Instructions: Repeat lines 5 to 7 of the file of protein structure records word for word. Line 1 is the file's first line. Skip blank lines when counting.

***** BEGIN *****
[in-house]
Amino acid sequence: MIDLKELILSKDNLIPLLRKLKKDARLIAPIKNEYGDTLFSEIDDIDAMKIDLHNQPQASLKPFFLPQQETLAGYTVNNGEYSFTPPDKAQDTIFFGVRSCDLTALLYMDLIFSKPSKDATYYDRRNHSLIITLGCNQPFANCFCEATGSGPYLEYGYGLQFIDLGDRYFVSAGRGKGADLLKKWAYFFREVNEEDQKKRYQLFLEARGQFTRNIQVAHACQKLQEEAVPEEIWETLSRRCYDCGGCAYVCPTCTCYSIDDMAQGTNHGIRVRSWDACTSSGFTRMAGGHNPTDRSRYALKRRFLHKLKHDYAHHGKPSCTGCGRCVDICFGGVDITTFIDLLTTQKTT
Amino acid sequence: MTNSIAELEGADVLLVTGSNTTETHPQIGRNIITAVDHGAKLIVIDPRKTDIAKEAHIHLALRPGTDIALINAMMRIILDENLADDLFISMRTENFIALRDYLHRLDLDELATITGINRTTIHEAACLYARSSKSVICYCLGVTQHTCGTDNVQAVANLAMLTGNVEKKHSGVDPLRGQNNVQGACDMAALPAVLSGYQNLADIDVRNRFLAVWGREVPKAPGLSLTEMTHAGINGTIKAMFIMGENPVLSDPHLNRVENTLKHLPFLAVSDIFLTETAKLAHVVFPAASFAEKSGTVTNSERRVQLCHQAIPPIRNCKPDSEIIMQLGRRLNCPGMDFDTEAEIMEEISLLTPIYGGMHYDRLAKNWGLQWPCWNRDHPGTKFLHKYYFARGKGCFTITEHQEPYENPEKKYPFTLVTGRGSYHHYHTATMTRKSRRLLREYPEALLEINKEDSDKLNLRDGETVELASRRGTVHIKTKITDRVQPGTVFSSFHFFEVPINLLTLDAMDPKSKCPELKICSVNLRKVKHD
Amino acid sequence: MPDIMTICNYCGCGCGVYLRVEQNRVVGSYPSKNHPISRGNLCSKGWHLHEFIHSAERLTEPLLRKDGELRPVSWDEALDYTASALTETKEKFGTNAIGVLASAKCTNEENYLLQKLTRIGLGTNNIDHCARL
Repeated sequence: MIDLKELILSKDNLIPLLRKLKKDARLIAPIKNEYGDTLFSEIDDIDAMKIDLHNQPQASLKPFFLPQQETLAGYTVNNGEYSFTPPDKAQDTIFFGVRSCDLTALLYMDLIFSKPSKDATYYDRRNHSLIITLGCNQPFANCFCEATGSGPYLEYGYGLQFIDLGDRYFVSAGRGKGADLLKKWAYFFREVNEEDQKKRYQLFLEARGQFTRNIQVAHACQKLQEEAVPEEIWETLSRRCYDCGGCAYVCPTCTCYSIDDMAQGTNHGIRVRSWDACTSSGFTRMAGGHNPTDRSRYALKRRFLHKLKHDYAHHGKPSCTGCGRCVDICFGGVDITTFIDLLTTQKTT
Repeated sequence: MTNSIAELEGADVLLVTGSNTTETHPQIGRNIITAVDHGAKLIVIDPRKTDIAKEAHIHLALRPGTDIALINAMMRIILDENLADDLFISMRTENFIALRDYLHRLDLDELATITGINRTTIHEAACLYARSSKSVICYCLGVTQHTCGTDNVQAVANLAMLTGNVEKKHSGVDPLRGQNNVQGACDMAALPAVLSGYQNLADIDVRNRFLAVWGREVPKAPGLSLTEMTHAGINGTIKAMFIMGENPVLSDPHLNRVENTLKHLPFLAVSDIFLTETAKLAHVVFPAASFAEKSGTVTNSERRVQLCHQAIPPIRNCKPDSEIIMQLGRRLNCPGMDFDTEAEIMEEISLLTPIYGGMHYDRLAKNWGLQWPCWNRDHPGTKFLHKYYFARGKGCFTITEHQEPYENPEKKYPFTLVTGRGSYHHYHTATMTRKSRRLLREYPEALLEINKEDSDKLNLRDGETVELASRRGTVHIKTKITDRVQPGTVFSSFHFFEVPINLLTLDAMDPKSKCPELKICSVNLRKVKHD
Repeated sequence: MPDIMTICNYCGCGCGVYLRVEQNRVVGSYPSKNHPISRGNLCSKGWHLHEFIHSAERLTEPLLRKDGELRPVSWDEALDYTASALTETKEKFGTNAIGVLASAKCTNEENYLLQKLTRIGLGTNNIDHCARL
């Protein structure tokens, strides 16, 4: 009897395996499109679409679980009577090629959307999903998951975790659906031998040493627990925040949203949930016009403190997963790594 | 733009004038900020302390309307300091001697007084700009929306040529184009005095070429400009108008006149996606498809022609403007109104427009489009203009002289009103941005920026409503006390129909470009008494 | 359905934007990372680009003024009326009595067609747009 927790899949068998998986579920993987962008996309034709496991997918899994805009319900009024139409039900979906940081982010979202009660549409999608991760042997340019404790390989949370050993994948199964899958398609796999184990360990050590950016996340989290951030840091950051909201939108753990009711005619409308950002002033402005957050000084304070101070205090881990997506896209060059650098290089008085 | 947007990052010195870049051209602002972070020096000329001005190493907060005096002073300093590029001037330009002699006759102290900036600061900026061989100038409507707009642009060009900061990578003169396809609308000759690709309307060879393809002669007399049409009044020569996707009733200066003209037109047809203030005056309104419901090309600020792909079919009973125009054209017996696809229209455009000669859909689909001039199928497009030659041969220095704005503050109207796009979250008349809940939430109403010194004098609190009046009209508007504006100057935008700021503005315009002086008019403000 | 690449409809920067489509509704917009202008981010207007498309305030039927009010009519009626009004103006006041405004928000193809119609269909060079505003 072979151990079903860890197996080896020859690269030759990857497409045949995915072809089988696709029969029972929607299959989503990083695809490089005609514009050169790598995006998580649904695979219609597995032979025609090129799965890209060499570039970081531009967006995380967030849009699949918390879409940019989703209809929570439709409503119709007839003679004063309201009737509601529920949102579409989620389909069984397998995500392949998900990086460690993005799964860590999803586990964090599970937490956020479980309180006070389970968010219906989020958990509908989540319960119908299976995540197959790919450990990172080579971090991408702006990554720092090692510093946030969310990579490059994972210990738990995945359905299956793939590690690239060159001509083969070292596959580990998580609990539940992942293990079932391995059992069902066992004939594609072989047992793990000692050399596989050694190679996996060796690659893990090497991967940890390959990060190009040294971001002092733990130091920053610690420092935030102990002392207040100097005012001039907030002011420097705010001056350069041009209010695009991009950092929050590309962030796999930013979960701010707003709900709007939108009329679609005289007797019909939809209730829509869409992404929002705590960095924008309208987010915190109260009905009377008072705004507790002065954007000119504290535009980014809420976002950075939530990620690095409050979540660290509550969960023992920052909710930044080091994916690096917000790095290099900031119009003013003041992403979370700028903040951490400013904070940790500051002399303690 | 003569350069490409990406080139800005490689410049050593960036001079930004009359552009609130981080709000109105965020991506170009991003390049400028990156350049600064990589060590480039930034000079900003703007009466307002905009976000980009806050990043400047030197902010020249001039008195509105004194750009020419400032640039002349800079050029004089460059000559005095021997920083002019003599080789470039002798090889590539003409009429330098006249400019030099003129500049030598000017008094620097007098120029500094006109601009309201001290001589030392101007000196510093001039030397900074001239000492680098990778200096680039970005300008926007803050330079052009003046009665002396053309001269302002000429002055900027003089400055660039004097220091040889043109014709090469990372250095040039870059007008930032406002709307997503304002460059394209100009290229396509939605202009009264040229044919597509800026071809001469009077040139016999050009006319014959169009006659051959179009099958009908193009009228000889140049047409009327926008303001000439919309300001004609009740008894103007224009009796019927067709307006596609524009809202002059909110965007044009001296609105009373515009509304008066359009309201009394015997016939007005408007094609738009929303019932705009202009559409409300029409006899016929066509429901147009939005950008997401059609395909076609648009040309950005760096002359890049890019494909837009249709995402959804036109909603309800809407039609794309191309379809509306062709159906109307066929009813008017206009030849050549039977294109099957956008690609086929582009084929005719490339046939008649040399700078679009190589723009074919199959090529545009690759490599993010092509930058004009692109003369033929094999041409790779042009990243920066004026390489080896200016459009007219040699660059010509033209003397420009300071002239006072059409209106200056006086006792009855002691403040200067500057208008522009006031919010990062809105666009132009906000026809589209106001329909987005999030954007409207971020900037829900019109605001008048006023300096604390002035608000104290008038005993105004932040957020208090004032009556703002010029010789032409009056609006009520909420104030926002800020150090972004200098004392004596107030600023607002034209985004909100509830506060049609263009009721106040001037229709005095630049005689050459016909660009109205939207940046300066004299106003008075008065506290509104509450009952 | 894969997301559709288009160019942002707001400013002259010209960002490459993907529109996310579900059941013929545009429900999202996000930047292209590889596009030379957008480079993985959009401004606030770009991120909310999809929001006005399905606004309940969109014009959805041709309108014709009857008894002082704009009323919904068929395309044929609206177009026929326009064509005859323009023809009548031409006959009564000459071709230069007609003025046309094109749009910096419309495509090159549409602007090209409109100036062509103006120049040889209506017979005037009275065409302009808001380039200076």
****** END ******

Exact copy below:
Repeated sequence: MIDLKELILSKDNLIPLLRKLKKDARLIAPIKNEYGDTLFSEIDDIDAMKIDLHNQPQASLKPFFLPQQETLAGYTVNNGEYSFTPPDKAQDTIFFGVRSCDLTALLYMDLIFSKPSKDATYYDRRNHSLIITLGCNQPFANCFCEATGSGPYLEYGYGLQFIDLGDRYFVSAGRGKGADLLKKWAYFFREVNEEDQKKRYQLFLEARGQFTRNIQVAHACQKLQEEAVPEEIWETLSRRCYDCGGCAYVCPTCTCYSIDDMAQGTNHGIRVRSWDACTSSGFTRMAGGHNPTDRSRYALKRRFLHKLKHDYAHHGKPSCTGCGRCVDICFGGVDITTFIDLLTTQKTT
Repeated sequence: MTNSIAELEGADVLLVTGSNTTETHPQIGRNIITAVDHGAKLIVIDPRKTDIAKEAHIHLALRPGTDIALINAMMRIILDENLADDLFISMRTENFIALRDYLHRLDLDELATITGINRTTIHEAACLYARSSKSVICYCLGVTQHTCGTDNVQAVANLAMLTGNVEKKHSGVDPLRGQNNVQGACDMAALPAVLSGYQNLADIDVRNRFLAVWGREVPKAPGLSLTEMTHAGINGTIKAMFIMGENPVLSDPHLNRVENTLKHLPFLAVSDIFLTETAKLAHVVFPAASFAEKSGTVTNSERRVQLCHQAIPPIRNCKPDSEIIMQLGRRLNCPGMDFDTEAEIMEEISLLTPIYGGMHYDRLAKNWGLQWPCWNRDHPGTKFLHKYYFARGKGCFTITEHQEPYENPEKKYPFTLVTGRGSYHHYHTATMTRKSRRLLREYPEALLEINKEDSDKLNLRDGETVELASRRGTVHIKTKITDRVQPGTVFSSFHFFEVPINLLTLDAMDPKSKCPELKICSVNLRKVKHD
Repeated sequence: MPDIMTICNYCGCGCGVYLRVEQNRVVGSYPSKNHPISRGNLCSKGWHLHEFIHSAERLTEPLLRKDGELRPVSWDEALDYTASALTETKEKFGTNAIGVLASAKCTNEENYLLQKLTRIGLGTNNIDHCARL